ESPE Abstracts (2022) 95 P1-253

ESPE2022 Poster Category 1 Diabetes and Insulin (86 abstracts)

Incidence and risk factors for paediatric diabetic retinopathy: case control for a tertiary hospital in Leeds, United Kingdom

Holly Hester , Elizabeth Adams , Aoife Kelleher , James Yong & Fiona Campbell


Leeds Children's Hospital, Leeds, United Kingdom

Introduction: Diabetic retinopathy is a leading microvascular complication and preventable cause of vision loss. NHS diabetes eye screening program (DESP) assesses for early signs, with population prevalence between 3.5% and 24.2%. Understanding the factors involved is important to reduce morbidity.

Aims and objectives: Establish clinical characteristics and modifiable risk factors for patients with retinopathy identified by DESP under the care of Leeds Children’s Hospital.

Material and methods: Retrospective case control, comparing patients with evidence of diabetic retinopathy vs age-matched control. Patients identified by DESP, mild non-proliferative diabetic retinopathy (NPDR) (R1/M1) or more severe. Review data collected as part of routine care from the diabetes management system (DMS) and electronic records.

Results: Retinopathy was apparent in 9.7% of those eligible for eye screening (n=37/380). There was a female predominance at 59.4% (n=22/37) compared to the control group 47.2% (n=27/36). On average, the retinopathy group had 2.6 years longer duration of diabetes and lower clinic attendance. The mean last two HbA1C measurements were higher in the retinopathy group (n=69.9mmol/mol and 71.4mmol/mol) compared to control (n=60.6mmol/l and 58.7mmol/mol). Similarly time in range (TIR) was lower (n=43% vs n=52%). More of those in the retinopathy group had an HbA1C >80mmol/l 29.7% (n=11/37) vs 13.8% n=5/36). There was more technology uptake in the control group; pump use 63.8% (n=23/36) vs 54.0% (n=20/37), hybrid closed-loop (HCL) (n=5 vs n=1) and 86.1% (n=31/36) using sensors vs 75.6% (n=28/37). The retinopathy group had more evidence of other microvascular disease, urine albumin-creatinine ratio (uACR) 1.35mg/mmol vs 0.7mg/mmol, with 5 patients in retinopathy group having uACR >2.5mg/mmol compared to 0.0mg/mmol. Importantly both groups mean body mass index (BMI) standard deviation score (SDS) were in the overweight category (SDS>+1) and mean total lipids and triglycerides exceeded recommended cut offs of >4mmol/l and >1mmol/l respectively. More patients had high triglycerides (>1.5mmol/l) in the retinopathy group 27.0% (n=10/37) vs 8.3% (n=3/36). Systolic blood pressure (SBP) was comparable.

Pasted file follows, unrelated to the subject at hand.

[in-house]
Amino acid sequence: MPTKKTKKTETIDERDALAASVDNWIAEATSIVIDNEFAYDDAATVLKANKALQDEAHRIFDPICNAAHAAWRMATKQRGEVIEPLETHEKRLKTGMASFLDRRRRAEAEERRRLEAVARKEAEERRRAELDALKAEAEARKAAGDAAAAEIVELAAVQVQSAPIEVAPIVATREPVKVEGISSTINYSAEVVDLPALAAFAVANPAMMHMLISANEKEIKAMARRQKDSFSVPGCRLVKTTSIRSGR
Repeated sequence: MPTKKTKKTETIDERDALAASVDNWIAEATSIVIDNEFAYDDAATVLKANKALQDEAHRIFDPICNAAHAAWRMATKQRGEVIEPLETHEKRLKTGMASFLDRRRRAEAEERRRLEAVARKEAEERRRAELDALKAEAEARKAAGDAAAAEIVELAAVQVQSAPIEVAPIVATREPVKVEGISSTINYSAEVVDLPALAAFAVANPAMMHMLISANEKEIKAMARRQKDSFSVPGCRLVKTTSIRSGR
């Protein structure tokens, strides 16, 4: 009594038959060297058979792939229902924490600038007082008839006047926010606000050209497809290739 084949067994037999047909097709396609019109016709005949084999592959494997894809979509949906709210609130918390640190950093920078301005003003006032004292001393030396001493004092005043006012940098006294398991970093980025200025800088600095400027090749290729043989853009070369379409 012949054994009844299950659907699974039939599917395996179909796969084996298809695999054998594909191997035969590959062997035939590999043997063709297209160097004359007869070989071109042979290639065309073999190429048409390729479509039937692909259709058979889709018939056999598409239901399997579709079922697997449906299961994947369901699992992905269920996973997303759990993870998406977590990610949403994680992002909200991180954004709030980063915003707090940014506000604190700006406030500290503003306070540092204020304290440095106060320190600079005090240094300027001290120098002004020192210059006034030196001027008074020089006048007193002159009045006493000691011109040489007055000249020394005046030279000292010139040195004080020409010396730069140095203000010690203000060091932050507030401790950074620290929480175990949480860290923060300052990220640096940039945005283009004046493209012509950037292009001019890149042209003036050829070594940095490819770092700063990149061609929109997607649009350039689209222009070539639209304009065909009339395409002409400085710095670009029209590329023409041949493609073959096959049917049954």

Conclusion: Rates of retinopathy are comparable to previous studies. Observationally, those with retinopathy were mostly female, had slightly higher mean HbA1C, lower mean TIR and longer mean duration of diabetes. Those with retinopathy were twice as likely to have a meanHbA1C >80mmol/l. Technology uptake was 10% greater in those without retinopathy, with additional five times greater HCL use. Engaging the teenagers with poor control remains a key challenge, notably those with retinopathy had poorer clinic attendance. Additionally the importance of lifestyle intervention has been highlighted.

Volume 95

60th Annual ESPE (ESPE 2022)

Rome, Italy
15 Sep 2022 - 17 Sep 2022

European Society for Paediatric Endocrinology 

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